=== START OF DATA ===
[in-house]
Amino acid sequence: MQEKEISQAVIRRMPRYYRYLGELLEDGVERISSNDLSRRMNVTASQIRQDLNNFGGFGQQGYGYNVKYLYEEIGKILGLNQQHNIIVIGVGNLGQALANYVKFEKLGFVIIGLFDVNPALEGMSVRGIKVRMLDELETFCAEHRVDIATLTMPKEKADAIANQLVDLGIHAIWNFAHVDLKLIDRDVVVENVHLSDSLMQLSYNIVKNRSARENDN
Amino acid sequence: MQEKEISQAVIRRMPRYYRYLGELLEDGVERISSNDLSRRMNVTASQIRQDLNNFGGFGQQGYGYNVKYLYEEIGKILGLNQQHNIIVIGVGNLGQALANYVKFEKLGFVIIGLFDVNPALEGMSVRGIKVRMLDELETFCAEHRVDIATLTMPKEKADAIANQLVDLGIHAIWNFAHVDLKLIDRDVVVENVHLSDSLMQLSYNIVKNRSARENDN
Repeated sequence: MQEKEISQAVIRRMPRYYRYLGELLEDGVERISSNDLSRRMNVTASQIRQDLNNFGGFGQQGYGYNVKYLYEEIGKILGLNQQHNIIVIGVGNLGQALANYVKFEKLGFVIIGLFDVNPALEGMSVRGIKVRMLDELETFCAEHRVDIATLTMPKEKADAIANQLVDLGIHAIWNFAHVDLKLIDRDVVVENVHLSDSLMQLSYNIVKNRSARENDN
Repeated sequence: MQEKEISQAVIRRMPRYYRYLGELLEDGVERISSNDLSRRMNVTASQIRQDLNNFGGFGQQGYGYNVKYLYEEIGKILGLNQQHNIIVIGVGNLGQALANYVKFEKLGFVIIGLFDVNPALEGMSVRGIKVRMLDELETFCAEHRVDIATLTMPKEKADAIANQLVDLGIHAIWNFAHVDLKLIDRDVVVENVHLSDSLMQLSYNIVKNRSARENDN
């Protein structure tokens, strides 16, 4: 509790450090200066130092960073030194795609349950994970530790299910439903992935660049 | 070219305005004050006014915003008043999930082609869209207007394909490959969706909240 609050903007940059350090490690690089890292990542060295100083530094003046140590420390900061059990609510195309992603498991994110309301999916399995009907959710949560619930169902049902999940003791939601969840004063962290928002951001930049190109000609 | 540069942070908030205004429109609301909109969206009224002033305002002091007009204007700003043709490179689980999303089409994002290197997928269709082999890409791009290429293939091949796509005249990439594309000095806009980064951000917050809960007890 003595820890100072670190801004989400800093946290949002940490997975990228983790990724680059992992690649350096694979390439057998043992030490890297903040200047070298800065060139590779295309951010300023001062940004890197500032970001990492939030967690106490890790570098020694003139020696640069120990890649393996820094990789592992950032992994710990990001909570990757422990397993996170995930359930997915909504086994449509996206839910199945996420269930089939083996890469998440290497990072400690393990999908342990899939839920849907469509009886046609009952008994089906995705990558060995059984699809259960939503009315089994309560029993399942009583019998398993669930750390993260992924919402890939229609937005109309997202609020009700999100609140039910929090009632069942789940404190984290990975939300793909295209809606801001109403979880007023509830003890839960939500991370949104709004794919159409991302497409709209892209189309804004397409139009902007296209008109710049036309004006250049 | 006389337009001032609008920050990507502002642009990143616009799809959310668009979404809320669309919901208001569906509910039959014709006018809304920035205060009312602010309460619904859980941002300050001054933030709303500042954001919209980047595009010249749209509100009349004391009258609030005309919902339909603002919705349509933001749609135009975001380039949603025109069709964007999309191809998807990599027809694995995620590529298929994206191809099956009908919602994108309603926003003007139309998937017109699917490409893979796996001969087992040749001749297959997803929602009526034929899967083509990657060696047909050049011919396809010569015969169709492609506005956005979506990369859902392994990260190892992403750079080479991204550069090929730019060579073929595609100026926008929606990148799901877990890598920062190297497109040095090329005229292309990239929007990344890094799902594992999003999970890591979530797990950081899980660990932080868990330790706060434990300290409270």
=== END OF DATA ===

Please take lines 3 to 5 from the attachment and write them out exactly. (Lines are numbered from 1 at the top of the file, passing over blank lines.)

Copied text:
Amino acid sequence: MQEKEISQAVIRRMPRYYRYLGELLEDGVERISSNDLSRRMNVTASQIRQDLNNFGGFGQQGYGYNVKYLYEEIGKILGLNQQHNIIVIGVGNLGQALANYVKFEKLGFVIIGLFDVNPALEGMSVRGIKVRMLDELETFCAEHRVDIATLTMPKEKADAIANQLVDLGIHAIWNFAHVDLKLIDRDVVVENVHLSDSLMQLSYNIVKNRSARENDN
Repeated sequence: MQEKEISQAVIRRMPRYYRYLGELLEDGVERISSNDLSRRMNVTASQIRQDLNNFGGFGQQGYGYNVKYLYEEIGKILGLNQQHNIIVIGVGNLGQALANYVKFEKLGFVIIGLFDVNPALEGMSVRGIKVRMLDELETFCAEHRVDIATLTMPKEKADAIANQLVDLGIHAIWNFAHVDLKLIDRDVVVENVHLSDSLMQLSYNIVKNRSARENDN
Repeated sequence: MQEKEISQAVIRRMPRYYRYLGELLEDGVERISSNDLSRRMNVTASQIRQDLNNFGGFGQQGYGYNVKYLYEEIGKILGLNQQHNIIVIGVGNLGQALANYVKFEKLGFVIIGLFDVNPALEGMSVRGIKVRMLDELETFCAEHRVDIATLTMPKEKADAIANQLVDLGIHAIWNFAHVDLKLIDRDVVVENVHLSDSLMQLSYNIVKNRSARENDN